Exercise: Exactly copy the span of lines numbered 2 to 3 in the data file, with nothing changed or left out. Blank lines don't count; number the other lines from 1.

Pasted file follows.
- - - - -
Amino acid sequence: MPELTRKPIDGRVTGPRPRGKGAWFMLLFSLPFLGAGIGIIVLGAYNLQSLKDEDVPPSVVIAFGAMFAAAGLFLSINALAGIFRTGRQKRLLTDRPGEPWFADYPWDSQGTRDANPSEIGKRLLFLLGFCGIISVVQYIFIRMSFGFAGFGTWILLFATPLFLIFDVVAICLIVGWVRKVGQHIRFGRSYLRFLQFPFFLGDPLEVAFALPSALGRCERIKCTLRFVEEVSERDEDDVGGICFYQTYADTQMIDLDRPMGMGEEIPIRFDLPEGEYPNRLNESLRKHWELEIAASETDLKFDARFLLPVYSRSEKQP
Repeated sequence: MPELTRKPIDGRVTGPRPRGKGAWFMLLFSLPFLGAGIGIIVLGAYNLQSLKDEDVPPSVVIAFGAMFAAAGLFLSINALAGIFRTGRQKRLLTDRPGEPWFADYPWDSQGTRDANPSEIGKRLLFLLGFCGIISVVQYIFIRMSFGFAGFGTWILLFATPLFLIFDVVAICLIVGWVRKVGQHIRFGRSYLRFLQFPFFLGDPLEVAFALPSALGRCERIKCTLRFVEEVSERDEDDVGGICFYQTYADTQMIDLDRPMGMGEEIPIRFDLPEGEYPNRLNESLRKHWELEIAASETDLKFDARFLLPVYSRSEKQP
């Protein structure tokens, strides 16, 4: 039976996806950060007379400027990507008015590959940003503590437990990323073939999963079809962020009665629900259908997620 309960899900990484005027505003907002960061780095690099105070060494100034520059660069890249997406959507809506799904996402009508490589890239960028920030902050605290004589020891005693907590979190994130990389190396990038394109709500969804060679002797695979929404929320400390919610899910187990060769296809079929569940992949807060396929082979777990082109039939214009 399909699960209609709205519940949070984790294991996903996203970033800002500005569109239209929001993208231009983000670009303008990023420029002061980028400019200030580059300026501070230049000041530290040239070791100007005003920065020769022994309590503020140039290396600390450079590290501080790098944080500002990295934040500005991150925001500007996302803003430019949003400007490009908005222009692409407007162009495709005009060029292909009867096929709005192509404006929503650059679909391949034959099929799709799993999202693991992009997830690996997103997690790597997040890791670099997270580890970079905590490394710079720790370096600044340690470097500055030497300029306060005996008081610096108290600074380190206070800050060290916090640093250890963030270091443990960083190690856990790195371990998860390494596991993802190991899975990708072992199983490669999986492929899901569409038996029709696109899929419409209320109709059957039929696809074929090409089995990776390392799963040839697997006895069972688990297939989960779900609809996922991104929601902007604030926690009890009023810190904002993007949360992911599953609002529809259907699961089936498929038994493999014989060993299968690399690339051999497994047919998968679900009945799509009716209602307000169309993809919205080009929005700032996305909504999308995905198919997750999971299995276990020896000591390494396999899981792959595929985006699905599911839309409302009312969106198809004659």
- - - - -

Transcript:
Repeated sequence: MPELTRKPIDGRVTGPRPRGKGAWFMLLFSLPFLGAGIGIIVLGAYNLQSLKDEDVPPSVVIAFGAMFAAAGLFLSINALAGIFRTGRQKRLLTDRPGEPWFADYPWDSQGTRDANPSEIGKRLLFLLGFCGIISVVQYIFIRMSFGFAGFGTWILLFATPLFLIFDVVAICLIVGWVRKVGQHIRFGRSYLRFLQFPFFLGDPLEVAFALPSALGRCERIKCTLRFVEEVSERDEDDVGGICFYQTYADTQMIDLDRPMGMGEEIPIRFDLPEGEYPNRLNESLRKHWELEIAASETDLKFDARFLLPVYSRSEKQP
């Protein structure tokens, strides 16, 4: 039976996806950060007379400027990507008015590959940003503590437990990323073939999963079809962020009665629900259908997620 309960899900990484005027505003907002960061780095690099105070060494100034520059660069890249997406959507809506799904996402009508490589890239960028920030902050605290004589020891005693907590979190994130990389190396990038394109709500969804060679002797695979929404929320400390919610899910187990060769296809079929569940992949807060396929082979777990082109039939214009 399909699960209609709205519940949070984790294991996903996203970033800002500005569109239209929001993208231009983000670009303008990023420029002061980028400019200030580059300026501070230049000041530290040239070791100007005003920065020769022994309590503020140039290396600390450079590290501080790098944080500002990295934040500005991150925001500007996302803003430019949003400007490009908005222009692409407007162009495709005009060029292909009867096929709005192509404006929503650059679909391949034959099929799709799993999202693991992009997830690996997103997690790597997040890791670099997270580890970079905590490394710079720790370096600044340690470097500055030497300029306060005996008081610096108290600074380190206070800050060290916090640093250890963030270091443990960083190690856990790195371990998860390494596991993802190991899975990708072992199983490669999986492929899901569409038996029709696109899929419409209320109709059957039929696809074929090409089995990776390392799963040839697997006895069972688990297939989960779900609809996922991104929601902007604030926690009890009023810190904002993007949360992911599953609002529809259907699961089936498929038994493999014989060993299968690399690339051999497994047919998968679900009945799509009716209602307000169309993809919205080009929005700032996305909504999308995905198919997750999971299995276990020896000591390494396999899981792959595929985006699905599911839309409302009312969106198809004659």